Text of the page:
Deal With Feds Requires Ohio City to Fix Sewer System

CINCINNATI (CN) – A southwestern Ohio city reached a settlement with the state and federal government on Friday over claims that it has illegally discharged untreated sewage into the Great Miami River for a decade.

A federal lawsuit filed Friday in Cincinnati federal court alleges Middletown, Ohio, repeatedly violated its National Pollutant Discharge Elimination System permits by discharging illegal amounts of chlorine, ammonia, and fecal bacteria from its wastewater treatment plant into the river since 2008.

The plant and its collection system serve approximately 52,000 people and consist of over 342 miles of pipe.

Ohio and the U.S. Environmental Protection Agency also claim the city discharged sewage during “times that were not ‘wet weather periods,’” another violation of its permits, and that its discharge of chemicals from its eight sewer overflow locations endangered local residents and wildlife and exposed them to dangerous bacteria.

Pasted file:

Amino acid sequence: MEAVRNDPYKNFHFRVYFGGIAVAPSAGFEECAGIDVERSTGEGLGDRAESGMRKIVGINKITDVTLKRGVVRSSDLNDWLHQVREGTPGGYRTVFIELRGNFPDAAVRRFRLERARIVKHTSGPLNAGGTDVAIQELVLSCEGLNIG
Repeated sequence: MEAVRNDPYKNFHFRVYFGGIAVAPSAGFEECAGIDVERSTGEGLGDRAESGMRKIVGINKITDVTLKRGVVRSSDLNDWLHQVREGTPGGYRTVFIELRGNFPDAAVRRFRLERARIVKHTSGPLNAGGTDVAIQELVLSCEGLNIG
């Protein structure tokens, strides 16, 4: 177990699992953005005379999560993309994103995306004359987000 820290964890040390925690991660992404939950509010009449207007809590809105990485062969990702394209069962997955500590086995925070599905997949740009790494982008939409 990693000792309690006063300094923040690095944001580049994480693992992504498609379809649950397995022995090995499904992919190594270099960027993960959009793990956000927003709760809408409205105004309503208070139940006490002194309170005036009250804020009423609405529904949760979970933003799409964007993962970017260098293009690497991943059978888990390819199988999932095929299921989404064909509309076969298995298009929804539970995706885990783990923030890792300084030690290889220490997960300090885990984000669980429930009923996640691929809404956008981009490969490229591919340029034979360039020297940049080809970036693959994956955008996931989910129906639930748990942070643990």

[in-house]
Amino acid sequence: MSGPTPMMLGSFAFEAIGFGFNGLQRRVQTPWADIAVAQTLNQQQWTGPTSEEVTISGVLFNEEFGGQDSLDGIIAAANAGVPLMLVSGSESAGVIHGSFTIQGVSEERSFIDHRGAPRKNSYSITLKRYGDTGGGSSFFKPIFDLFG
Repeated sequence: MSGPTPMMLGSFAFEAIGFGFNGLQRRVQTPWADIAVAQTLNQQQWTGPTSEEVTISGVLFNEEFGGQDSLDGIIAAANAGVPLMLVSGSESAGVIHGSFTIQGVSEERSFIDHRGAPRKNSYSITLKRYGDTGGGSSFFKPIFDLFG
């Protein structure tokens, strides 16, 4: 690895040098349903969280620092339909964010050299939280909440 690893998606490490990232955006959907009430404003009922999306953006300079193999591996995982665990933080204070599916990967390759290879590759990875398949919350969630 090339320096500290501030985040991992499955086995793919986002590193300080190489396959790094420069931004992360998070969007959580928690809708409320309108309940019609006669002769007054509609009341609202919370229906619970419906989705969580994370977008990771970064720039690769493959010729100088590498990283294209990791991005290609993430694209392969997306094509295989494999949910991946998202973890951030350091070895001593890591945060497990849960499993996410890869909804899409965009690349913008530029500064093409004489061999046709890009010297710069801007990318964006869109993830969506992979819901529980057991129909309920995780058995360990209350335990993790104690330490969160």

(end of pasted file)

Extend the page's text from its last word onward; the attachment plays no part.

The parties filed a consent decree Friday, in which Middletown admitted no wrongdoing but agreed to replace or repair substantial portions of its sewer pipes to comply with the Clean Water Act.

Middletown also agreed to pay a civil penalty of $55,000, comprised of $27,500 each for the state and federal governments.

EPA Regional Administrator Cathy Stepp said the agency “is committed to keeping raw sewage out of our local waterways and communities.”

“Today’s settlement will result in significant infrastructure improvements that will protect water quality and human health,” she said in a statement.

Neither the Ohio attorney general’s office nor the city of Middletown immediately responded Monday to requests for comment.

EPA attorney Nicholas McDaniel filed the suit on behalf of the U.S. government and Ohio.

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